When the iron is hot

Anger is often seen as a destructive emotion. The Buddhists liken anger to a holding a hot coal in our hand before we throw it at our enemy.

The stoic method to deal with anger is to observe it and let it subside just as easily as it comes. Stoics recognize the feeling of anger and ensure that it does not have a grip over their actions. Separating one’s self from one’s anger is a deliberate act that is mastered with years of practice. But adopting this perspective relegates anger to a merely a counterproductive emotion.

An alternate perspective is to channel anger into a creative force. Opponents knew better than to taunt Michael Jordan on the basketball court because once he was riled up, he turned unstoppable. Josh Waitzkin, the chess prodigy turned martial artist, mastered the art of transmuting his anger into his best chess games or jujitsu performances. Under the right circumstances, anger replaces lethargy with action, inspires clarity and increases our resolve to fight injustice – just as it fueled struggles for freedom, civil rights and gender equality.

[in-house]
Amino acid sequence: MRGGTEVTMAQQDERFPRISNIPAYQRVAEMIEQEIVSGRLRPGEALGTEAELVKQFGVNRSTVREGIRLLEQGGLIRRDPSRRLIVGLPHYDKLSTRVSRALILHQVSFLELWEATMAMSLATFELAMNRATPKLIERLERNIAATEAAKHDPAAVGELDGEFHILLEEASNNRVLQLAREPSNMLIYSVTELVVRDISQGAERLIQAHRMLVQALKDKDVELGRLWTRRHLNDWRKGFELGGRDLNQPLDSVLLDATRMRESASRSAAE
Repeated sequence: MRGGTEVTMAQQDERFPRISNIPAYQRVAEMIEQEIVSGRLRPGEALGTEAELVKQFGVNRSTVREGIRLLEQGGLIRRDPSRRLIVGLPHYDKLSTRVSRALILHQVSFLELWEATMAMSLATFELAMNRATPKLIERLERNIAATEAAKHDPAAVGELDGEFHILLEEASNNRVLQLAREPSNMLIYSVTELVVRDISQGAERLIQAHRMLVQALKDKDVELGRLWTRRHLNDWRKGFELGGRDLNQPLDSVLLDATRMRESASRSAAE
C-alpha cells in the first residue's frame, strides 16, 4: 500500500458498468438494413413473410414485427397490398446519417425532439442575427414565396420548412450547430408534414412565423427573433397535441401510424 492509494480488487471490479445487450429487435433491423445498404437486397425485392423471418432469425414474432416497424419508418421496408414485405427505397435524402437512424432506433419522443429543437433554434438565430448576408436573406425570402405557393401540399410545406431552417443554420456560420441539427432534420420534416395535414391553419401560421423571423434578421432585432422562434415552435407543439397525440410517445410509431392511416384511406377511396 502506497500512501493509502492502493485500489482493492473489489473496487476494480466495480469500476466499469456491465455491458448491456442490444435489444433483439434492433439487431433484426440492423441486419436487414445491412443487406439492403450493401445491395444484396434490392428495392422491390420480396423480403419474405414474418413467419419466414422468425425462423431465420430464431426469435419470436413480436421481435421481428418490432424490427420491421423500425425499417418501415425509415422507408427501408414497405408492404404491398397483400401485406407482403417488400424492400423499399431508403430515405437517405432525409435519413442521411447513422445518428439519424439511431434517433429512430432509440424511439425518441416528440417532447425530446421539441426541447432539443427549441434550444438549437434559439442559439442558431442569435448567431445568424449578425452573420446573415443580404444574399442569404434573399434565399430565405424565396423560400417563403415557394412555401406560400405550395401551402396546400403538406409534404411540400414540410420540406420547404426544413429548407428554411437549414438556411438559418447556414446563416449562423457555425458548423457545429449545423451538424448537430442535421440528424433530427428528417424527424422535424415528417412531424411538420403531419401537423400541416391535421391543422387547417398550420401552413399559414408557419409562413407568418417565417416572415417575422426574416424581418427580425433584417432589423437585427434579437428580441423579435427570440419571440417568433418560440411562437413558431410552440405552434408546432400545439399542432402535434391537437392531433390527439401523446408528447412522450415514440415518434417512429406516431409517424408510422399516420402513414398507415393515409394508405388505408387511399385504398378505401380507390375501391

Anger is often destructive and wasteful, but that need not always be the case.

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